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Overview of the Nutrient Profiling Scoring Criteron

(November 2016)

What is nutrient profiling?

Nutrient profiling is used internationally to classify foods based on their nutrient content and can help to identify healthier foods.

What is the NPSC?

The NPSC is a nutrient profiling system used in Australia and New Zealand to determine whether a food is suitable to make a health claim, based on its nutrient profile. Only foods that meet a certain score will be allowed to have health claims made about them. Health claims are claims which refer to a relationship between a food and a health effect, such as ‘calcium for healthy bones and teeth'.  

How does the NPSC work?

The NPSC is applied to individual foods. A score is determined based on the amount of energy, saturated fat, total sugars and sodium in the food, along with the amount of fruit, vegetables, nuts, legumes, coconut, spices, herbs, fungi, algae and seeds and in some cases, dietary fibre and protein. The final score determines whether a food is eligible to make a health claim, based on its nutrient profile.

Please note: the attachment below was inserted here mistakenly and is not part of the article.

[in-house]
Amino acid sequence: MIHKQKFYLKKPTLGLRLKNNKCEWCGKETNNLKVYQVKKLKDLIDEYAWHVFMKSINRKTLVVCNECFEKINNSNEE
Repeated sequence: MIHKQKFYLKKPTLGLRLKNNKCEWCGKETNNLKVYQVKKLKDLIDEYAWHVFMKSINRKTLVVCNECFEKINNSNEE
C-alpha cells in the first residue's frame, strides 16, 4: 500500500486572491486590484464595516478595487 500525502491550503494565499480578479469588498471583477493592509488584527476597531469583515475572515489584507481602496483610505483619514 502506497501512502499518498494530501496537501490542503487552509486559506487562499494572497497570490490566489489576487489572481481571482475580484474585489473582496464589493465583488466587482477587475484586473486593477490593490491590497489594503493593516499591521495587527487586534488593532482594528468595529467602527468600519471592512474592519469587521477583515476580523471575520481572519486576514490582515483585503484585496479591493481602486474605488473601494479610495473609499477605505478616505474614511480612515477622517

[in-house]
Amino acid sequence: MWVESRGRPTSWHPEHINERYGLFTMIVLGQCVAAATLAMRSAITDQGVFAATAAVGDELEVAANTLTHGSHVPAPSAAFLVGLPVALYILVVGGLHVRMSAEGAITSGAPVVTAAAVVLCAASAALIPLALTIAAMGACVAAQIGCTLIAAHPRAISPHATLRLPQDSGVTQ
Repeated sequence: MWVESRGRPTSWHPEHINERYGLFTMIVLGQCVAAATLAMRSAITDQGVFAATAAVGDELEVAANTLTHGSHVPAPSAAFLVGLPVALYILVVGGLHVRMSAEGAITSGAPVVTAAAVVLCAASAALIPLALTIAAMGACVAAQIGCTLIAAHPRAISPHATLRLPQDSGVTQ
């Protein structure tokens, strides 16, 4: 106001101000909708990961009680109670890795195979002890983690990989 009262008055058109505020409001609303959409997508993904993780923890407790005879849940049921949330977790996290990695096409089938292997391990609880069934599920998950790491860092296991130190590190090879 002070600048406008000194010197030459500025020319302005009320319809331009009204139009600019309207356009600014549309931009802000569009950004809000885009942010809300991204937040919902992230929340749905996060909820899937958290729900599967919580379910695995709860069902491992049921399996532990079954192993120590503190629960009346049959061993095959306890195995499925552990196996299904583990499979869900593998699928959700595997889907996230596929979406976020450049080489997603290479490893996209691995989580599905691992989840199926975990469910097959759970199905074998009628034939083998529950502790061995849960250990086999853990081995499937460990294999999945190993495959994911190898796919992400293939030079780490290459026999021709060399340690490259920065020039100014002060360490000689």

The calculation methods for determining the final score and the scoring criterion are contained in Schedules 4 and 5 of the Food Standards Code. FSANZ has also developed an online calculator to help food businesses work out the final score.
Other conditions in the health claims Standard (Standard 1.2.7 - Nutrition, health and related claims) must also be met before a health claim can be made. For instance, health claims must be based on food-health relationships that have been substantiated according to the Standard.

Why was the NPSC developed?

The Australia and New Zealand Ministerial Forum on Food Regulation (the Forum) asked FSANZ to regulate nutrition and health claims in Australia and New Zealand and provided a policy guideline in 2003.
 
Since then FSANZ developed a Standard (Standard 1.2.7) to regulate nutrition and health claims and the NPSC was developed as part of this work.

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